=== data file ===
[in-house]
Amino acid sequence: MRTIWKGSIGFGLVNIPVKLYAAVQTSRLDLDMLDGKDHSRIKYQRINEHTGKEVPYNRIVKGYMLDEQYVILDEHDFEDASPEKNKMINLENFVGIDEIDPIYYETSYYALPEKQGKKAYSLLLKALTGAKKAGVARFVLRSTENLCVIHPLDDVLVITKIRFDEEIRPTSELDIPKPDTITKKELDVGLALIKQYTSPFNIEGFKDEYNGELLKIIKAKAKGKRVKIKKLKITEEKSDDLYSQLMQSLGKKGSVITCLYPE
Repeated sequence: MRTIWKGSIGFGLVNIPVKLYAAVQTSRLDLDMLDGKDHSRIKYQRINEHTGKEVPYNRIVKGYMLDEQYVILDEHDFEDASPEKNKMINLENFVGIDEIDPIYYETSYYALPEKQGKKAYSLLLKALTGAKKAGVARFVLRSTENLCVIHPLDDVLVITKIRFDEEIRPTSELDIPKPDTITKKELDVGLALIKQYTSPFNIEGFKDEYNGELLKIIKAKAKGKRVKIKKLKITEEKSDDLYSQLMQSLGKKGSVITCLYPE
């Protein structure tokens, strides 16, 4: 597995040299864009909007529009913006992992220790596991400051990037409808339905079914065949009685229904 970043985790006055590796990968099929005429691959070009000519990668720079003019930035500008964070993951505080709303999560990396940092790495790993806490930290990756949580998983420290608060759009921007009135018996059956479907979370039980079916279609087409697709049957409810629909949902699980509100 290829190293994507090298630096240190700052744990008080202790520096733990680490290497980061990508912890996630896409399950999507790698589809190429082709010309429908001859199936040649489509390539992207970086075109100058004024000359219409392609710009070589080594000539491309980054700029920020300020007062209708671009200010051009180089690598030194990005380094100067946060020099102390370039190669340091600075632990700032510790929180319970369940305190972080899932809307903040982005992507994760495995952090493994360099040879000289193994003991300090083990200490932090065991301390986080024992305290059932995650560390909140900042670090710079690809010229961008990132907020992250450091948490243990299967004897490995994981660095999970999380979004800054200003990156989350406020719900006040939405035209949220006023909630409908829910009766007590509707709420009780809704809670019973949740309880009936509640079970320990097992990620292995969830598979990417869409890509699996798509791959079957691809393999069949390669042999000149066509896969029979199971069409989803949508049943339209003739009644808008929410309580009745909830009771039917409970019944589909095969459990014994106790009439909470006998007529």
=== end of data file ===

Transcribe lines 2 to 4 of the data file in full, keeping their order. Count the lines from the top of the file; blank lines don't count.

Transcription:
Amino acid sequence: MRTIWKGSIGFGLVNIPVKLYAAVQTSRLDLDMLDGKDHSRIKYQRINEHTGKEVPYNRIVKGYMLDEQYVILDEHDFEDASPEKNKMINLENFVGIDEIDPIYYETSYYALPEKQGKKAYSLLLKALTGAKKAGVARFVLRSTENLCVIHPLDDVLVITKIRFDEEIRPTSELDIPKPDTITKKELDVGLALIKQYTSPFNIEGFKDEYNGELLKIIKAKAKGKRVKIKKLKITEEKSDDLYSQLMQSLGKKGSVITCLYPE
Repeated sequence: MRTIWKGSIGFGLVNIPVKLYAAVQTSRLDLDMLDGKDHSRIKYQRINEHTGKEVPYNRIVKGYMLDEQYVILDEHDFEDASPEKNKMINLENFVGIDEIDPIYYETSYYALPEKQGKKAYSLLLKALTGAKKAGVARFVLRSTENLCVIHPLDDVLVITKIRFDEEIRPTSELDIPKPDTITKKELDVGLALIKQYTSPFNIEGFKDEYNGELLKIIKAKAKGKRVKIKKLKITEEKSDDLYSQLMQSLGKKGSVITCLYPE
């Protein structure tokens, strides 16, 4: 597995040299864009909007529009913006992992220790596991400051990037409808339905079914065949009685229904 970043985790006055590796990968099929005429691959070009000519990668720079003019930035500008964070993951505080709303999560990396940092790495790993806490930290990756949580998983420290608060759009921007009135018996059956479907979370039980079916279609087409697709049957409810629909949902699980509100 290829190293994507090298630096240190700052744990008080202790520096733990680490290497980061990508912890996630896409399950999507790698589809190429082709010309429908001859199936040649489509390539992207970086075109100058004024000359219409392609710009070589080594000539491309980054700029920020300020007062209708671009200010051009180089690598030194990005380094100067946060020099102390370039190669340091600075632990700032510790929180319970369940305190972080899932809307903040982005992507994760495995952090493994360099040879000289193994003991300090083990200490932090065991301390986080024992305290059932995650560390909140900042670090710079690809010229961008990132907020992250450091948490243990299967004897490995994981660095999970999380979004800054200003990156989350406020719900006040939405035209949220006023909630409908829910009766007590509707709420009780809704809670019973949740309880009936509640079970320990097992990620292995969830598979990417869409890509699996798509791959079957691809393999069949390669042999000149066509896969029979199971069409989803949508049943339209003739009644808008929410309580009745909830009771039917409970019944589909095969459990014994106790009439909470006998007529």